Both Rothstein and McCloud not only support the findings of my own research findings on Ohio district performance (Hoover, 2000, 2008) as to the limited extent to which teachers can have academic impact on student achievement as measured by the tests, but McLeod nearly echoes word for word the essence of my definition of pseudo accountability in his last sentence.
To fully grasp the ramifications of value added, we need to realize that the value-added metrics machine is designed to further lock public school teachers into the world of pseudo accountability, a world where they are held responsible for phenomena completely beyond their control . It does so with the highest stakes for teachers of any element of the accountability model. To be dismissed from a teaching job because of value added scores is to be dismissed for reasons entirely beyond the professional control of that teacher irrespective of the actual quality or effectiveness of the teacher.
To this point, it is primarily context issues, issues about how value added is used, that form arguments against its use. These issues are so serious that value added merits the strongest opposition possible from any and all groups in Ohio that are seeking authentic accountability as a model for teacher evaluation. We must also remember that Ohio's system for evaluating principals is equally flawed because the value added effects that stem from the entire range of context and metrics issues. Likewise, if we are to have credible school performance reports for the general public, these major failures in how value added is used must be rectified.
There are also elements within the metrics of value added that also serve as evidence for the argument that it should not be used as a measure of effectiveness. For example, the number of years included in calculating teacher value-added scores is extremely important mathematically. We know that it is indefensible mathematically to use fewer than three years of performance-score data with many critics arguing that five years is likely the minimum for any accuracy at all. It is important to know that this debate ignores all other arguments against value added use.
The last problem is that the complete value-added algorithm is unavailable for public examination because it is proprietary knowledge held by EVAAS, the corporation responsible for administering and providing value-added reports for a number of states and home to William Sanders, the creator of the value-added application to educational evaluation. For educators to be held accountable through a mechanism that they are not permitted to fully scrutinize is a democratic outrage that speaks volumes to the hidden agendas of so-called education reform.
There is no question whatsoever that teacher evaluations based in value added place our classroom teachers into job-dependent situations over which they hold no control. We simply cannot allow Ohio's classroom teachers to be victimized by a demonstrably indefensible system. That our major professional associations have stood by idly, failing to inform and educate their members to the threat, is indeed a sad commentary on teacher advocacy and the well being of Ohio's public school teachers.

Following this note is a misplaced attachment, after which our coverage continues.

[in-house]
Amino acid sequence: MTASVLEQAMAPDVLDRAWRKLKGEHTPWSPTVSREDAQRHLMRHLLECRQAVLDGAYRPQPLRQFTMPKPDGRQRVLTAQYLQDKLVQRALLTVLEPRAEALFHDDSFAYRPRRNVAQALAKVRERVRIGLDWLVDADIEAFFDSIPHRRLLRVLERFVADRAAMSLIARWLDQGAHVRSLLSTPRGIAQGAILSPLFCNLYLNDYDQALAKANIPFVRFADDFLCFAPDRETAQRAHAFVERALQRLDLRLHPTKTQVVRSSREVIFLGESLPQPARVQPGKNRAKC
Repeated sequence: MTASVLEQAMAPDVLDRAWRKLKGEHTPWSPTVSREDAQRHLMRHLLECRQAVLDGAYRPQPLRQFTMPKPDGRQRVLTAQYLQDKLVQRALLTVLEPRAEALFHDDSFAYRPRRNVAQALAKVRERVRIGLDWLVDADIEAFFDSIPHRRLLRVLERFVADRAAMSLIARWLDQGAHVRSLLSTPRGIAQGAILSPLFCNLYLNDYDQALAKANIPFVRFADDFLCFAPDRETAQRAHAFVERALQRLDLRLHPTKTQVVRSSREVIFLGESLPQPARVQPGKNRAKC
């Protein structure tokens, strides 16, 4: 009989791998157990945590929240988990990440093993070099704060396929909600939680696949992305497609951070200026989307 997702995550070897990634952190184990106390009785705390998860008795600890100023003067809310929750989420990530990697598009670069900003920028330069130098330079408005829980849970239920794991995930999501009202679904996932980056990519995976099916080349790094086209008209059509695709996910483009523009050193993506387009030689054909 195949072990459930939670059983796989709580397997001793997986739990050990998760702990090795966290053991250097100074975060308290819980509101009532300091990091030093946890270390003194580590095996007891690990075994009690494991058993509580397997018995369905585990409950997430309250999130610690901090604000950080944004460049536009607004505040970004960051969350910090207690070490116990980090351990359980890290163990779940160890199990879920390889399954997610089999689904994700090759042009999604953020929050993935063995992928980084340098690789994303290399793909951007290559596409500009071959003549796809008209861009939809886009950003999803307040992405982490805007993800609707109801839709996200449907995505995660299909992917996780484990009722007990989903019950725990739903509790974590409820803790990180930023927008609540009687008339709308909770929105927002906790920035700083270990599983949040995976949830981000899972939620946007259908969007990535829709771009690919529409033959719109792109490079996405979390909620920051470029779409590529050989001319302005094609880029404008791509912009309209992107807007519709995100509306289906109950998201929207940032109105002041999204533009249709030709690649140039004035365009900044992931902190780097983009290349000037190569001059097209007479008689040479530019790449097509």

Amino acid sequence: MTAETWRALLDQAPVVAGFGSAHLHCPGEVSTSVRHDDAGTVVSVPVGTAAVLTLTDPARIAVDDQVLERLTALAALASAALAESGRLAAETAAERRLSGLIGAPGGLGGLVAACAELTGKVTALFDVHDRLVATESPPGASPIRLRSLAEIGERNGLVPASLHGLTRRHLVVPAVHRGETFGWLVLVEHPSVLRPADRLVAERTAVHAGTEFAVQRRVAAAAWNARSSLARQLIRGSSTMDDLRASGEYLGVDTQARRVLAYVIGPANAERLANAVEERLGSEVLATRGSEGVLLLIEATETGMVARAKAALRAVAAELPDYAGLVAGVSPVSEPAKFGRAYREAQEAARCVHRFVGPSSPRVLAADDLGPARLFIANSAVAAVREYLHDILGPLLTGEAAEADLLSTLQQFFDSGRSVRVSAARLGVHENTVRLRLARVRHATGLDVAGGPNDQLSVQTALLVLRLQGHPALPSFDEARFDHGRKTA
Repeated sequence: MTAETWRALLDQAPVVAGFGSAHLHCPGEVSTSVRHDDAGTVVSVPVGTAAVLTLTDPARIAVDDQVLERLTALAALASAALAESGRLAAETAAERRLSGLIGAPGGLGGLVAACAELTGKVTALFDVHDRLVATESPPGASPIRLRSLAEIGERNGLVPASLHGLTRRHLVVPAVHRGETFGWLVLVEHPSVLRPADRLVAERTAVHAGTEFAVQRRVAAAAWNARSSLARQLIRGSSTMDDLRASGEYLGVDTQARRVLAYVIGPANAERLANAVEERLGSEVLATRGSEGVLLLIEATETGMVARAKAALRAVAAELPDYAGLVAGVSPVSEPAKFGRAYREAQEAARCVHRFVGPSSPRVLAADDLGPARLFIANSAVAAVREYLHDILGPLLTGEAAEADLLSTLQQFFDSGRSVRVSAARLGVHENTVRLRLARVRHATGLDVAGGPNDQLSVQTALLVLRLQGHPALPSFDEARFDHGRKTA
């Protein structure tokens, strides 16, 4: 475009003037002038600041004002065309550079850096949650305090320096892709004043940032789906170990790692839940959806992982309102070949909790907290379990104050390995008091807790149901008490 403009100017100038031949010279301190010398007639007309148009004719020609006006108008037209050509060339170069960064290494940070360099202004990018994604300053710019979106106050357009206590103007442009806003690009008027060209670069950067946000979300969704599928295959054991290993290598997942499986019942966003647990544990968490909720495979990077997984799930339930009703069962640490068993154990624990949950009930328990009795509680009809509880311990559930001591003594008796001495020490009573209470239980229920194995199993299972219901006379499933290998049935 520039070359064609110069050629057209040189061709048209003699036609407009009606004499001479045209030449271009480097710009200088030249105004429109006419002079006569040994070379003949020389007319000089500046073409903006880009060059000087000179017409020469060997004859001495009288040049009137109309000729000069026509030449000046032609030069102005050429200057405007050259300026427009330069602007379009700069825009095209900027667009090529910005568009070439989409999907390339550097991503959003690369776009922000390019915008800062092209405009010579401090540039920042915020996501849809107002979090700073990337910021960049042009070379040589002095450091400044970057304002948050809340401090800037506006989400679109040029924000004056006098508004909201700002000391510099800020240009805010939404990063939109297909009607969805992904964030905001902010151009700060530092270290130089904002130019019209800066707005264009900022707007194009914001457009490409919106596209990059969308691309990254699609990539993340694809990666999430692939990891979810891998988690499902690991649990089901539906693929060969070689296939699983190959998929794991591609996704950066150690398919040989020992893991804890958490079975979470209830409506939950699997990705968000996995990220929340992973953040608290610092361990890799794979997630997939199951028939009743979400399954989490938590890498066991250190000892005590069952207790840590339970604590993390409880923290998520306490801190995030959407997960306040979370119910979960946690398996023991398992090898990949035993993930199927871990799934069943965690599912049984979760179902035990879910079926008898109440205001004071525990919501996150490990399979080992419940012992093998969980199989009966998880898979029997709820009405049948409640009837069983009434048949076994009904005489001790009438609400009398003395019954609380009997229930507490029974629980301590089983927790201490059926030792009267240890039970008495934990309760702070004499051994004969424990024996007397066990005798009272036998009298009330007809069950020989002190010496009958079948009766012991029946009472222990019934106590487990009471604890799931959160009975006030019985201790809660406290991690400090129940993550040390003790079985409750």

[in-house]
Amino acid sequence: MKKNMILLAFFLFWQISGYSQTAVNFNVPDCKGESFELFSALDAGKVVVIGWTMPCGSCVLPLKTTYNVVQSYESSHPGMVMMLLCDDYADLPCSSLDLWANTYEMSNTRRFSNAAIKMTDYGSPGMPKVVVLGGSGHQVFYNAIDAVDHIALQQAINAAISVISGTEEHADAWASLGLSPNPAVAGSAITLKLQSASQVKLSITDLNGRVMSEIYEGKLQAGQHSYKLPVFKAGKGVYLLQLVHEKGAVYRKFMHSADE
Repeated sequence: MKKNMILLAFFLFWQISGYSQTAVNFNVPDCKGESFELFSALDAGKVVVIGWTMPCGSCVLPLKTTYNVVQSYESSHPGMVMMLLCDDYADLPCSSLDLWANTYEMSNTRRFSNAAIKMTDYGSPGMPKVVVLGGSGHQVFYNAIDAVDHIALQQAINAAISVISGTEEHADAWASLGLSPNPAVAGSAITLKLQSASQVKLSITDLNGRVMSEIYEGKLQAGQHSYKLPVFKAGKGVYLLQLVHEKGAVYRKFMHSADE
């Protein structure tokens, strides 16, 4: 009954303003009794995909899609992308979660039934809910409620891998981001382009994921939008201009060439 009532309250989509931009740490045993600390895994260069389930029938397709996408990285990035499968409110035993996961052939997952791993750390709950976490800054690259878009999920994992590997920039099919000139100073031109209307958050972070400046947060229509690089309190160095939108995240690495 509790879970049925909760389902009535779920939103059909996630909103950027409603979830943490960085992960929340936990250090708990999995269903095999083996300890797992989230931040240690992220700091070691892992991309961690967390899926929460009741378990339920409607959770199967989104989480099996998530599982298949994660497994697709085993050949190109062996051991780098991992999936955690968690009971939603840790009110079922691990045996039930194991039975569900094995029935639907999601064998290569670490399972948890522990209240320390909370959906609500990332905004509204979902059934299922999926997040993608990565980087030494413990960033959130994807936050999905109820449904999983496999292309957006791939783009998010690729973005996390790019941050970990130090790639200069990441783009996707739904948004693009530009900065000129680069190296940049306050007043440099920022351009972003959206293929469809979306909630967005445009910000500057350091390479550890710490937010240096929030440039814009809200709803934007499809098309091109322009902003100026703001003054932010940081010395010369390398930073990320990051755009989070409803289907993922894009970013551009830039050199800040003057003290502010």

3 In my 2000 study, when I controlled for the lived experience factor (socioeconomic status), I found many apparently high-performing districts to be performing well below their state ratings and many low-performing districts actually performing far above.
Amrein-Beardsley, A. (2014). Rethinking value-added models in education: Critical perspectives on tests and assessment-based accountability. New York, NY: Routledge.
Center for Research on Evaluation, Standards, and Student Testing (2002). Standards for educational accountability systems. Los Angeles: UCLA.
Corcoran, S. (2010). Can teachers be evaluated by their students' test scores? Should they be? The use of value-added measures of teacher effectiveness in policy and practice. Retrieved from http://www.scribd.com/doc/37648467/The-Use-of-Value-Added-Measures-of-Teacher- Effectiveness-in-Policy-and-Practice#download
Di Carlo, M. (2010). The war on error. Retrieved from http://shankerblog.org/?p=1383
Hoover, R. (2000). Forces and factors affecting Ohio proficiency test performance: A study of 593 Ohio school districts. Retrieved from http://teacher-advocate.com/research/2000-study_Ohio-Proficiency-Test-Performance
Hoover, R. (2004). (Re)understanding educator accountability: Pseudo vs. authentic accountability. Retrieved from http://people.ysu.edu/~rlhoover/OAT-OGT/index.html
Hoover, R. (2008). A Re-examination of forces and factors affecting Ohio school district OAT and OGT performance. Retrieved from http://teacher-advocate.com/research/2008-study_ohio-school-district-OAT-OGT-performance
McLeod, S. (2013). Value added measures: VAM. Retrieved from http://dangerouslyirrelevant.org/resources/value-added-measures
Meade, J. (2014). Value Added Data Quality: Too Often it is in the Eyes of the Beholder. Retrieved from http://blog.battelleforkids.org/blog/2014/4/30/value-added-data-quality-too-often-its-in-the-eyes-ofthe-be.html
Rothstein, R. (2010). How to fix our schools: It's more complicated, and more work, than the Klein-Rhee 'manifesto' wants you to believe. Economic Policy Institute, Issue Brief #286. Washington, DC: EPI